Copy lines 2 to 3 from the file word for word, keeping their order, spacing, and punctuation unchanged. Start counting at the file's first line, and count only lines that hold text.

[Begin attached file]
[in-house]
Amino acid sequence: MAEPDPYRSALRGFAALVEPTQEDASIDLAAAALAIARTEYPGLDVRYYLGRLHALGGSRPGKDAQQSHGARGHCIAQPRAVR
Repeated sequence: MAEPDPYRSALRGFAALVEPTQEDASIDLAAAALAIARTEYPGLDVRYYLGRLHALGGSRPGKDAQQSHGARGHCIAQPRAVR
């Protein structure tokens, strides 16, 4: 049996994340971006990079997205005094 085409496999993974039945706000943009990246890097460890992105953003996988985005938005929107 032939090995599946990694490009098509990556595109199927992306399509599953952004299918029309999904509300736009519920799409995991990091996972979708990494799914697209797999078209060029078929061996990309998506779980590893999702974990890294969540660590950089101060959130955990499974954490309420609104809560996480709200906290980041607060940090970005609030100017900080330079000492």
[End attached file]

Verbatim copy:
Amino acid sequence: MAEPDPYRSALRGFAALVEPTQEDASIDLAAAALAIARTEYPGLDVRYYLGRLHALGGSRPGKDAQQSHGARGHCIAQPRAVR
Repeated sequence: MAEPDPYRSALRGFAALVEPTQEDASIDLAAAALAIARTEYPGLDVRYYLGRLHALGGSRPGKDAQQSHGARGHCIAQPRAVR